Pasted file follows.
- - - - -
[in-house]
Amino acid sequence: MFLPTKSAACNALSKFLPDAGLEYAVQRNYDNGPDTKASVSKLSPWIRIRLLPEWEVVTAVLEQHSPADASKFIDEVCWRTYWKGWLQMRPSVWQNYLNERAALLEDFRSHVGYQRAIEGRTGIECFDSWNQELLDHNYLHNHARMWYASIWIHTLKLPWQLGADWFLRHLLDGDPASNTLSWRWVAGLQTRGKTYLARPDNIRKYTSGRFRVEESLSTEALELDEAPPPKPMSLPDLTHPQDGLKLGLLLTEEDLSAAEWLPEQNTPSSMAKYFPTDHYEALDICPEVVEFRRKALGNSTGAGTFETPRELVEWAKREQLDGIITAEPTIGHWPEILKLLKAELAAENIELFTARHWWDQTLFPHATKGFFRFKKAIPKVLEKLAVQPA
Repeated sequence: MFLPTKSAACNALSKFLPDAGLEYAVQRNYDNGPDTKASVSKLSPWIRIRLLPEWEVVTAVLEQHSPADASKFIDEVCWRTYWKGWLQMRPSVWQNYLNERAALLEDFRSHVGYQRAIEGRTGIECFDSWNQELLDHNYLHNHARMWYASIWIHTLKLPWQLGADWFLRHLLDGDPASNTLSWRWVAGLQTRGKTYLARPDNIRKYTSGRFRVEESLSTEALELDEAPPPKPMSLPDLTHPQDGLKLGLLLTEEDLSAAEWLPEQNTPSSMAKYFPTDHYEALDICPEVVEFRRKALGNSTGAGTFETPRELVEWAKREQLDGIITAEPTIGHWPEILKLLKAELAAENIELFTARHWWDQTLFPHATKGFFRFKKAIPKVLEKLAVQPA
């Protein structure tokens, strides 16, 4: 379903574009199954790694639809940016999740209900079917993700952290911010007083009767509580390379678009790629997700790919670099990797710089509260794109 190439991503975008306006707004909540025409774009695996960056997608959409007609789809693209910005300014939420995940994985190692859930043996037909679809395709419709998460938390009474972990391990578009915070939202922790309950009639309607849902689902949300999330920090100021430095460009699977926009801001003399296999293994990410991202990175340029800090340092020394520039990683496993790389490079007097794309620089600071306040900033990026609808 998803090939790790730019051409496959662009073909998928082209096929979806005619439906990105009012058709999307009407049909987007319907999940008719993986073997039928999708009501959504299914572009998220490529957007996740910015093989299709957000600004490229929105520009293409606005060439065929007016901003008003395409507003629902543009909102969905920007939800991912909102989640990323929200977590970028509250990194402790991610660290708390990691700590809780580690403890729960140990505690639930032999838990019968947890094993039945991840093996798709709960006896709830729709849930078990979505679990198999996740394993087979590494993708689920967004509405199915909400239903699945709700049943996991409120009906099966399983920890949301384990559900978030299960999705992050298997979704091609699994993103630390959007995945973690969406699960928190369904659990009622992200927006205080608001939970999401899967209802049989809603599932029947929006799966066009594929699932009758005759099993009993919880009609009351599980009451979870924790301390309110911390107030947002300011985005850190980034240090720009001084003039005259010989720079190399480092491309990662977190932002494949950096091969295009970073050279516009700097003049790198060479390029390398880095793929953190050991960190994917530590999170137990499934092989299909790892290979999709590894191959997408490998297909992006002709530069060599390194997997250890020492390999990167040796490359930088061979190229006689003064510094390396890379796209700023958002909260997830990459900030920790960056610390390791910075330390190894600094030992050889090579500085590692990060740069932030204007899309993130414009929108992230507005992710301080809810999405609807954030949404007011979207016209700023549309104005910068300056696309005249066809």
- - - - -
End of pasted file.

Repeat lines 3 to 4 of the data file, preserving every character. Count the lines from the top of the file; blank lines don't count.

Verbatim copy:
Repeated sequence: MFLPTKSAACNALSKFLPDAGLEYAVQRNYDNGPDTKASVSKLSPWIRIRLLPEWEVVTAVLEQHSPADASKFIDEVCWRTYWKGWLQMRPSVWQNYLNERAALLEDFRSHVGYQRAIEGRTGIECFDSWNQELLDHNYLHNHARMWYASIWIHTLKLPWQLGADWFLRHLLDGDPASNTLSWRWVAGLQTRGKTYLARPDNIRKYTSGRFRVEESLSTEALELDEAPPPKPMSLPDLTHPQDGLKLGLLLTEEDLSAAEWLPEQNTPSSMAKYFPTDHYEALDICPEVVEFRRKALGNSTGAGTFETPRELVEWAKREQLDGIITAEPTIGHWPEILKLLKAELAAENIELFTARHWWDQTLFPHATKGFFRFKKAIPKVLEKLAVQPA
């Protein structure tokens, strides 16, 4: 379903574009199954790694639809940016999740209900079917993700952290911010007083009767509580390379678009790629997700790919670099990797710089509260794109 190439991503975008306006707004909540025409774009695996960056997608959409007609789809693209910005300014939420995940994985190692859930043996037909679809395709419709998460938390009474972990391990578009915070939202922790309950009639309607849902689902949300999330920090100021430095460009699977926009801001003399296999293994990410991202990175340029800090340092020394520039990683496993790389490079007097794309620089600071306040900033990026609808 998803090939790790730019051409496959662009073909998928082209096929979806005619439906990105009012058709999307009407049909987007319907999940008719993986073997039928999708009501959504299914572009998220490529957007996740910015093989299709957000600004490229929105520009293409606005060439065929007016901003008003395409507003629902543009909102969905920007939800991912909102989640990323929200977590970028509250990194402790991610660290708390990691700590809780580690403890729960140990505690639930032999838990019968947890094993039945991840093996798709709960006896709830729709849930078990979505679990198999996740394993087979590494993708689920967004509405199915909400239903699945709700049943996991409120009906099966399983920890949301384990559900978030299960999705992050298997979704091609699994993103630390959007995945973690969406699960928190369904659990009622992200927006205080608001939970999401899967209802049989809603599932029947929006799966066009594929699932009758005759099993009993919880009609009351599980009451979870924790301390309110911390107030947002300011985005850190980034240090720009001084003039005259010989720079190399480092491309990662977190932002494949950096091969295009970073050279516009700097003049790198060479390029390398880095793929953190050991960190994917530590999170137990499934092989299909790892290979999709590894191959997408490998297909992006002709530069060599390194997997250890020492390999990167040796490359930088061979190229006689003064510094390396890379796209700023958002909260997830990459900030920790960056610390390791910075330390190894600094030992050889090579500085590692990060740069932030204007899309993130414009929108992230507005992710301080809810999405609807954030949404007011979207016209700023549309104005910068300056696309005249066809």